Hide table of contents

This would especially include outreach towards executives and employees in top AGI labs (e.g. OpenAI, DeepMind, Anthropic), the broader US tech community, as well as policymakers from major countries.
The arguments in favor are presented in this post 




New Answer
New Comment

1 Answers sorted by

The consensus on lesswrong, for those who aren't insisting alignment is hopeless, tends to be in the direction of :

  1. AGI that are sparse. Meaning they lack the cognitive capacity to do anything but their current assignment. This can be enforced at runtime, and is what the MoE used by gpt-4 allegedly does, where model capabilities not needed in the present context are not active.

  2. Short duration sessions, where the AGI is only active until a time limit and will lose all memory after

  3. Limited domain subtasks. Not "replicate this strawberry by any means necessary" to "design n new bioscience experiments possible by this robotics hardware and rank by expected knowledge gain/cost" and "given this experiment another AI designed, check it for errors and rule violation" and "given this experiment and this robotic hardware, carry out the experiment" and so on. Note the same AGI can be potentially asked in a different session to do all subtasks, but it can't know who or what created the prior step or if it's actually in the real world unsupervised or in training.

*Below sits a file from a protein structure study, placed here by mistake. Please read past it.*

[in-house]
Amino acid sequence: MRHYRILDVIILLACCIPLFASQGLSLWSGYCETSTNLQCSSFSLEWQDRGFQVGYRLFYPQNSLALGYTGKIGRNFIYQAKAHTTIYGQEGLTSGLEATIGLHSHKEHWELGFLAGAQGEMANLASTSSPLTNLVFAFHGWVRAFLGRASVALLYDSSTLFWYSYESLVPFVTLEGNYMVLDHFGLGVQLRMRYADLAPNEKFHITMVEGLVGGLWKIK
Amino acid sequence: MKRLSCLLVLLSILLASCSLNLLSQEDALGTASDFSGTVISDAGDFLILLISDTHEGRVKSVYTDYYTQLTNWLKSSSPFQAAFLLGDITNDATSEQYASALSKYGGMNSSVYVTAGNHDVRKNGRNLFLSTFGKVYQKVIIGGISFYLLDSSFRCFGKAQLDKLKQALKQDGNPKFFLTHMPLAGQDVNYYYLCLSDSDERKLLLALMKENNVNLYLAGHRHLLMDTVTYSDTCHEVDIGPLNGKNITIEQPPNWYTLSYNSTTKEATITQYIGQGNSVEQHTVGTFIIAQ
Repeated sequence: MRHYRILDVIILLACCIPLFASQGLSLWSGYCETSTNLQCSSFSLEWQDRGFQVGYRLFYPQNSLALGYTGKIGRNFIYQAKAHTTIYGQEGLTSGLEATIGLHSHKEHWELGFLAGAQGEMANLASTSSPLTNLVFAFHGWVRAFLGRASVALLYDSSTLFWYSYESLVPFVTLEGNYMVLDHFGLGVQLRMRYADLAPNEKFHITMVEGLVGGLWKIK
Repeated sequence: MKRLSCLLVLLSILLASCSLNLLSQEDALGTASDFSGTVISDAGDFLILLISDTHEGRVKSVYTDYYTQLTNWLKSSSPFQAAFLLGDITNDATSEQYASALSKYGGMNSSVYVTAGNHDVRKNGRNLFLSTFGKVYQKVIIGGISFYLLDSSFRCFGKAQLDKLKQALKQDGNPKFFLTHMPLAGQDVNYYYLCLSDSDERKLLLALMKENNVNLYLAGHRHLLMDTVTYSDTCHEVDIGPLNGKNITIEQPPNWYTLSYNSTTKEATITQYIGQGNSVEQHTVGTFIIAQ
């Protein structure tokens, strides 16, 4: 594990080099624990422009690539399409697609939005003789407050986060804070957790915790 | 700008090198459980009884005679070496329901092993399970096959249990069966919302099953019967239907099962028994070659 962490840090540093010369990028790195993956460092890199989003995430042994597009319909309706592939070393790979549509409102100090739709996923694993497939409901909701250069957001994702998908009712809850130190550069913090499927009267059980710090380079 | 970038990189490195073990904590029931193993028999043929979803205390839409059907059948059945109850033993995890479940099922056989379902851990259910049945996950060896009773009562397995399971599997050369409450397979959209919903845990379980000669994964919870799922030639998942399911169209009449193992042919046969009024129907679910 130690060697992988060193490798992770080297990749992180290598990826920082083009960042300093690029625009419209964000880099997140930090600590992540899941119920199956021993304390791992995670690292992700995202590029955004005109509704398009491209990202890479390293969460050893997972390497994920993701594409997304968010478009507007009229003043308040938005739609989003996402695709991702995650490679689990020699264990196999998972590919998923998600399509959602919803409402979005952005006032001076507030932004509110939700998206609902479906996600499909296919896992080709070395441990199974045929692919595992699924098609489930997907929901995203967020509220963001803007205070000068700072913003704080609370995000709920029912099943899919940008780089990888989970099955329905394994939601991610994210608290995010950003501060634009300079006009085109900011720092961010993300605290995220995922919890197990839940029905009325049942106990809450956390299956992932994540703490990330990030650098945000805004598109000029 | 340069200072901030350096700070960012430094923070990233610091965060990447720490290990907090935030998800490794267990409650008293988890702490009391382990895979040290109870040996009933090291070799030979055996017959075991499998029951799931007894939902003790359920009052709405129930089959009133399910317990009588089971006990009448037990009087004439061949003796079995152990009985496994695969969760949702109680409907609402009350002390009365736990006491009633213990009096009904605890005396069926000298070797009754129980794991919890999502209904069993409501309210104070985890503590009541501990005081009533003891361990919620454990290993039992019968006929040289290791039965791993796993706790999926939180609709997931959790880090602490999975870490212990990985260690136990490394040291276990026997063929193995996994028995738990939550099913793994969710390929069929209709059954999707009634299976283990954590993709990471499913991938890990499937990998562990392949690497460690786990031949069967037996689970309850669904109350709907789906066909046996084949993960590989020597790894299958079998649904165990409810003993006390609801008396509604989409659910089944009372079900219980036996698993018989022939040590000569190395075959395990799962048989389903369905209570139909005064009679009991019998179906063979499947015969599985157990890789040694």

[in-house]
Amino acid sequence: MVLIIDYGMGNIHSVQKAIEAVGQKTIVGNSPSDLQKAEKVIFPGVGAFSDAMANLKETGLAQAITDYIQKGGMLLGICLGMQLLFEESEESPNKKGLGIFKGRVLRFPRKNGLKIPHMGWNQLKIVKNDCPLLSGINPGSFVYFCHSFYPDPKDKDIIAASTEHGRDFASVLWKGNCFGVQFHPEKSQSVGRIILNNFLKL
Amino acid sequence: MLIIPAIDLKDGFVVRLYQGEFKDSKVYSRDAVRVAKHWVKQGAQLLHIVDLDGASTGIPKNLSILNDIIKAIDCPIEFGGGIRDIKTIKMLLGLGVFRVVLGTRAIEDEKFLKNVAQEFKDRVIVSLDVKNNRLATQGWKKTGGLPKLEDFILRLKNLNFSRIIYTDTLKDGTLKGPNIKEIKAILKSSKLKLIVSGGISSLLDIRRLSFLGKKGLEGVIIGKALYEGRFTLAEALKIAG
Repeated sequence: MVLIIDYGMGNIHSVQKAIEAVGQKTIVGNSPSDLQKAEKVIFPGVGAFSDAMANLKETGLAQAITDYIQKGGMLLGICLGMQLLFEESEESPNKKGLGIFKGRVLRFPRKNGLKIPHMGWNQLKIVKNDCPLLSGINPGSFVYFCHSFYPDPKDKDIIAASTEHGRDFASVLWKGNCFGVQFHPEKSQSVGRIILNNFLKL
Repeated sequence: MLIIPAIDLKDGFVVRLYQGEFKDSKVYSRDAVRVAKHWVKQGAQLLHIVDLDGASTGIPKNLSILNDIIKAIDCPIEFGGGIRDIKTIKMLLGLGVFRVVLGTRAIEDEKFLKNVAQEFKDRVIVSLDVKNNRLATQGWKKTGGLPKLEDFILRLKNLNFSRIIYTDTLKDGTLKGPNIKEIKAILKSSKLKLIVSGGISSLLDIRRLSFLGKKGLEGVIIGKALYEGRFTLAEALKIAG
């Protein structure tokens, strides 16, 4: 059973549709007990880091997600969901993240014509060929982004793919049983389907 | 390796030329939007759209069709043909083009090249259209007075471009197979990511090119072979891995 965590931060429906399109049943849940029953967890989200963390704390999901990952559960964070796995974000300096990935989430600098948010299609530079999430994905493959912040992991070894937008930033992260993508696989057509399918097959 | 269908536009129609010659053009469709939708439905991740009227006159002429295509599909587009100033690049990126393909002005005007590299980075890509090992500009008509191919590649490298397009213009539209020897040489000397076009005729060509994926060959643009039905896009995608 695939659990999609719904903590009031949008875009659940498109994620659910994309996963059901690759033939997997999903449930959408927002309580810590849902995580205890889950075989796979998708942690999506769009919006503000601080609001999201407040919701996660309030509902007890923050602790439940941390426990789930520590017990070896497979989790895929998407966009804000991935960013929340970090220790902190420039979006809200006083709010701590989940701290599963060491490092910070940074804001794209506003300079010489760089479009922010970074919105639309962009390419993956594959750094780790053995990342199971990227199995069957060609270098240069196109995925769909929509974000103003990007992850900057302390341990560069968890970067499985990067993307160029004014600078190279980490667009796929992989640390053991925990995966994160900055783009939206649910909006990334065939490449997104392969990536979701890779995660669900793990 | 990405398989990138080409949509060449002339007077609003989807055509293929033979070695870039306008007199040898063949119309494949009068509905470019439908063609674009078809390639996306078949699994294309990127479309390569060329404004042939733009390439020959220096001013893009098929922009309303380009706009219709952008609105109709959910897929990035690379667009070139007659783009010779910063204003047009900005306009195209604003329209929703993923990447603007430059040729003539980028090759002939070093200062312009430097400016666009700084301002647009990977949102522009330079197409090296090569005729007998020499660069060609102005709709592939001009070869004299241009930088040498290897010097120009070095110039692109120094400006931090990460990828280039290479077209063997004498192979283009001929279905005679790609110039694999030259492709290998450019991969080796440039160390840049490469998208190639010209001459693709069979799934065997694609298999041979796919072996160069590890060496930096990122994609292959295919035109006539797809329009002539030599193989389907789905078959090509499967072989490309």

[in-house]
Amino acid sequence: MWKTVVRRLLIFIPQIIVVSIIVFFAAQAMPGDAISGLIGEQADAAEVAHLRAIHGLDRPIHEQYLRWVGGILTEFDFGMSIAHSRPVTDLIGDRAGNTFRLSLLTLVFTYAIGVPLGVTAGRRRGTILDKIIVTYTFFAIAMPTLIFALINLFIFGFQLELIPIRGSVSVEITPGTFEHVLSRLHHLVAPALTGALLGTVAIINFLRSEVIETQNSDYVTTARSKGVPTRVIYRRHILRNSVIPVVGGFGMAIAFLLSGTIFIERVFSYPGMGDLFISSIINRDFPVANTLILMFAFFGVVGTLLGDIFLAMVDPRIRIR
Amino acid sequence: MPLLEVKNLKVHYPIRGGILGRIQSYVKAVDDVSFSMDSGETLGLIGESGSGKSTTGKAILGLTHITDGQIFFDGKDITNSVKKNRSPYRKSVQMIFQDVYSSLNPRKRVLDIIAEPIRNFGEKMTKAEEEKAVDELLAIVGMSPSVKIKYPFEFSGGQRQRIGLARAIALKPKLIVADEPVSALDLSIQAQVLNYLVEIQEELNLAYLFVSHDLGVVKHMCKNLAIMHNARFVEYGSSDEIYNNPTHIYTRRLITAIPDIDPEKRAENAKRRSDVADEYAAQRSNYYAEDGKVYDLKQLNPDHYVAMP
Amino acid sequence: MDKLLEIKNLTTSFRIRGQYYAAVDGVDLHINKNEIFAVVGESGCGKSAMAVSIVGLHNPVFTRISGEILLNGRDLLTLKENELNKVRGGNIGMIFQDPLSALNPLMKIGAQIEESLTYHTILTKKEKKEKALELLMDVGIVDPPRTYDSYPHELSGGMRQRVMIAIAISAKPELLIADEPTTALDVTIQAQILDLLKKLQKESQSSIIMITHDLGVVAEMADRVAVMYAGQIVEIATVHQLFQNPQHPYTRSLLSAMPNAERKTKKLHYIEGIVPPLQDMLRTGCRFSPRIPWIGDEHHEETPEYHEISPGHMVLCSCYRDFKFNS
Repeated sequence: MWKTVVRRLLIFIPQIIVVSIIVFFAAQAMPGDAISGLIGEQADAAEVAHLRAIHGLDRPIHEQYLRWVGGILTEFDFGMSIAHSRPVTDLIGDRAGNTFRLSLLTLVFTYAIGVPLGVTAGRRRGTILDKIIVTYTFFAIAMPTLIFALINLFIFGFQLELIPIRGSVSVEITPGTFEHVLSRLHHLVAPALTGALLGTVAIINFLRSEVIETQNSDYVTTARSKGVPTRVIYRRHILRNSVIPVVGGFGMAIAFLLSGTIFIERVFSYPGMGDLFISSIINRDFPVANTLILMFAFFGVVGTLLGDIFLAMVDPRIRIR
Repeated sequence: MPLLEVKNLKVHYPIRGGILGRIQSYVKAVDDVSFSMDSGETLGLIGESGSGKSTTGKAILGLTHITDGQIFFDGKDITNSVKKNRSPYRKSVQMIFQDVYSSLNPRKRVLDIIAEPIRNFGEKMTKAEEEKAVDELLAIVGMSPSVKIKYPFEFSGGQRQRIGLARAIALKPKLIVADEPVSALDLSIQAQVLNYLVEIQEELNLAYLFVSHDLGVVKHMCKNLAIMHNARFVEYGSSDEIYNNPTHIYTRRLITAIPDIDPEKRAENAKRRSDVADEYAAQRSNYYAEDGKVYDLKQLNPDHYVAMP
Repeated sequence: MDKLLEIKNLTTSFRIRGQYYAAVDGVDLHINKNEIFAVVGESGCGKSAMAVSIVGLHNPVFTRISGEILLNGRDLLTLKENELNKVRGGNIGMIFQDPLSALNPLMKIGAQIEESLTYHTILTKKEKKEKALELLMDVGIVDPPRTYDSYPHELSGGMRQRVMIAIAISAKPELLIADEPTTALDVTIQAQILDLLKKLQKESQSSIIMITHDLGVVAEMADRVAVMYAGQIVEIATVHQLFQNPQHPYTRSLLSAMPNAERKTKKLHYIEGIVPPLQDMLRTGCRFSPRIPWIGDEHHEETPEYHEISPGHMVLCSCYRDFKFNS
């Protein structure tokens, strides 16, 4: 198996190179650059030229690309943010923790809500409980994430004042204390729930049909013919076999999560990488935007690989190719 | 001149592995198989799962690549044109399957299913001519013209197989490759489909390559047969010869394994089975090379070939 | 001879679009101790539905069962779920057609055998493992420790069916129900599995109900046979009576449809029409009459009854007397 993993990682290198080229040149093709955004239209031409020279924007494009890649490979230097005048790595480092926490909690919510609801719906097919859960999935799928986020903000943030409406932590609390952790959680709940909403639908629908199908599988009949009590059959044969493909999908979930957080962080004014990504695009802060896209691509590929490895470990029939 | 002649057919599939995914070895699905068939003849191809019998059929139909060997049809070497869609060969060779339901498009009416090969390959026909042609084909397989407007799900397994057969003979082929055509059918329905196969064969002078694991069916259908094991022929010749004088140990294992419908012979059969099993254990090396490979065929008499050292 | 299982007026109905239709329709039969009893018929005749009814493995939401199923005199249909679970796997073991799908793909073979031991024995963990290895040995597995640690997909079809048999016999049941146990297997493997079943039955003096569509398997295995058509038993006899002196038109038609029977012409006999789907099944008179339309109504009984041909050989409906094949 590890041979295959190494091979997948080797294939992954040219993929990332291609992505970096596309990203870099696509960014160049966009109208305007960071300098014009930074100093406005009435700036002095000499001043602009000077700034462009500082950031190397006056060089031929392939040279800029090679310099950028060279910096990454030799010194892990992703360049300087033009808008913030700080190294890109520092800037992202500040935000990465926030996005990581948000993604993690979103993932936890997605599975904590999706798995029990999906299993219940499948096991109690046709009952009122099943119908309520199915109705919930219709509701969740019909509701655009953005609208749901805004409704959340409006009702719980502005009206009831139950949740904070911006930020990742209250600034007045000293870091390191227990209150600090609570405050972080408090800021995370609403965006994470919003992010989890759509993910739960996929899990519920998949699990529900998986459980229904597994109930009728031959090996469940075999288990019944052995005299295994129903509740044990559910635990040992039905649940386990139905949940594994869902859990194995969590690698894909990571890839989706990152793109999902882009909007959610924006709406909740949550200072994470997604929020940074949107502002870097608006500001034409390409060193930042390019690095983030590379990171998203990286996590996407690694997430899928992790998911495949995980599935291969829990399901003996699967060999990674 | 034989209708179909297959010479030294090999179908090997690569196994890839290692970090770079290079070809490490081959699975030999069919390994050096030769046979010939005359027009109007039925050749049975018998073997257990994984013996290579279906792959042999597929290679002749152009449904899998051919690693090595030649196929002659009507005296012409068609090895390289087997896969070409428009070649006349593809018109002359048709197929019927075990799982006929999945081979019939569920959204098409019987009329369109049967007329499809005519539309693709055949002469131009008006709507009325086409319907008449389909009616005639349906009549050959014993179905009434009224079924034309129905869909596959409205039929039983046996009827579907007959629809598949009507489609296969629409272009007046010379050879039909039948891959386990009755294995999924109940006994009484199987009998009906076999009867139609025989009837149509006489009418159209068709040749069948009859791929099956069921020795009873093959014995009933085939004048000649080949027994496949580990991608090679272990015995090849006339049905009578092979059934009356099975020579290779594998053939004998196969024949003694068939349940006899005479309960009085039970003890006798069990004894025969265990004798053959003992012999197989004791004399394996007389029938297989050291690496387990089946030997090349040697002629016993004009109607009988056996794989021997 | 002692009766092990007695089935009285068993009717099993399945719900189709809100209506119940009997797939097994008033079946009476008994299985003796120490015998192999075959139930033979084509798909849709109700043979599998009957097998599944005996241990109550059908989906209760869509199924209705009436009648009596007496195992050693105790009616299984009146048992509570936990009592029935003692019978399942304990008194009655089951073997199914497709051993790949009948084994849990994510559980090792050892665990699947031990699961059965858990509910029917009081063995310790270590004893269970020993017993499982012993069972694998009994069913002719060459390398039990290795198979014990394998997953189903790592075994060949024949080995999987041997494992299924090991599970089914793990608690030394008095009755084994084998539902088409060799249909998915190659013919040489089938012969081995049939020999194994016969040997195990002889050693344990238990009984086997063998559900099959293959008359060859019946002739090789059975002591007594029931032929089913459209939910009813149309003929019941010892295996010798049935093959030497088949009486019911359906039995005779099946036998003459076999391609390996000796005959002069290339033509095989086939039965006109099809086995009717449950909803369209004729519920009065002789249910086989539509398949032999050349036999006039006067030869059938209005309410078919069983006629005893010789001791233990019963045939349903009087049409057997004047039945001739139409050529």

With this structure, AGI will have no values humans don't hold. You could order an AGI system to manage a vast network of already constructed factory farms and optimize meat output, or you could order it to manage equipment that produces the protein from stem cells and to match all the observable parameters you have sensors for from samples taken from actual animals.

Allowing the AGI to act in accordance with values and do anything it wants including self modification to make child systems is probably a lethally bad idea.

Curated and popular this week
Relevant opportunities